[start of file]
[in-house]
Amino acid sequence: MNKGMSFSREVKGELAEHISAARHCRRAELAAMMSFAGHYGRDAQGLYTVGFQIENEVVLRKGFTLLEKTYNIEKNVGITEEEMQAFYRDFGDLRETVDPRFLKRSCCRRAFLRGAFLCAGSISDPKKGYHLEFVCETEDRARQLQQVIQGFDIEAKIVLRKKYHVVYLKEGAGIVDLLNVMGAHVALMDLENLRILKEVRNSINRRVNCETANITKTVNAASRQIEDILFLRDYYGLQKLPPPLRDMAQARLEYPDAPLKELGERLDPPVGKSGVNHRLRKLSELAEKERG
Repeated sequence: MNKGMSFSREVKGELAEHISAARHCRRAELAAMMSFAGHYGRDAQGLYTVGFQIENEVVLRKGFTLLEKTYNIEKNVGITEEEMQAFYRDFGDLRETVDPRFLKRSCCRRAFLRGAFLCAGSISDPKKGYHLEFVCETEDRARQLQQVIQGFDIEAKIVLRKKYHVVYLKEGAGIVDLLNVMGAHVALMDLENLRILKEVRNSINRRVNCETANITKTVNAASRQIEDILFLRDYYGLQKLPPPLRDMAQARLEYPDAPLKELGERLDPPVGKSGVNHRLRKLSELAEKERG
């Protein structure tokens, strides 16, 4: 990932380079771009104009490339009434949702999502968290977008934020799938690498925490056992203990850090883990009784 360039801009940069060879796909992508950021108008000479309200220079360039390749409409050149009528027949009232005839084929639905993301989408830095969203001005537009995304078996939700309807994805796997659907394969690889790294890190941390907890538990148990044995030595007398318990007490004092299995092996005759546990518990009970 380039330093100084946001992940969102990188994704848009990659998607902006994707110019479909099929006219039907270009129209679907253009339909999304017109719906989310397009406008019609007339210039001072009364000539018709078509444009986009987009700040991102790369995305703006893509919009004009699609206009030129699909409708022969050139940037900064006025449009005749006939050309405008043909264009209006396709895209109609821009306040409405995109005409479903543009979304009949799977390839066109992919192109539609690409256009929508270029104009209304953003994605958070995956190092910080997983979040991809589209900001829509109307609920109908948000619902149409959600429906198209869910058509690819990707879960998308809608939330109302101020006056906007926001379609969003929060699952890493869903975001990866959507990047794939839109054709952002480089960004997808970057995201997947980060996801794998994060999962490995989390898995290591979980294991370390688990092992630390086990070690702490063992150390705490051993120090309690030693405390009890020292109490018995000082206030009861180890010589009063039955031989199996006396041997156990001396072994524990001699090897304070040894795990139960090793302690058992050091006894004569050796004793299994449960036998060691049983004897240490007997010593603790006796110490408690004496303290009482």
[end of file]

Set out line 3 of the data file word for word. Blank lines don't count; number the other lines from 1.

Repeated sequence: MNKGMSFSREVKGELAEHISAARHCRRAELAAMMSFAGHYGRDAQGLYTVGFQIENEVVLRKGFTLLEKTYNIEKNVGITEEEMQAFYRDFGDLRETVDPRFLKRSCCRRAFLRGAFLCAGSISDPKKGYHLEFVCETEDRARQLQQVIQGFDIEAKIVLRKKYHVVYLKEGAGIVDLLNVMGAHVALMDLENLRILKEVRNSINRRVNCETANITKTVNAASRQIEDILFLRDYYGLQKLPPPLRDMAQARLEYPDAPLKELGERLDPPVGKSGVNHRLRKLSELAEKERG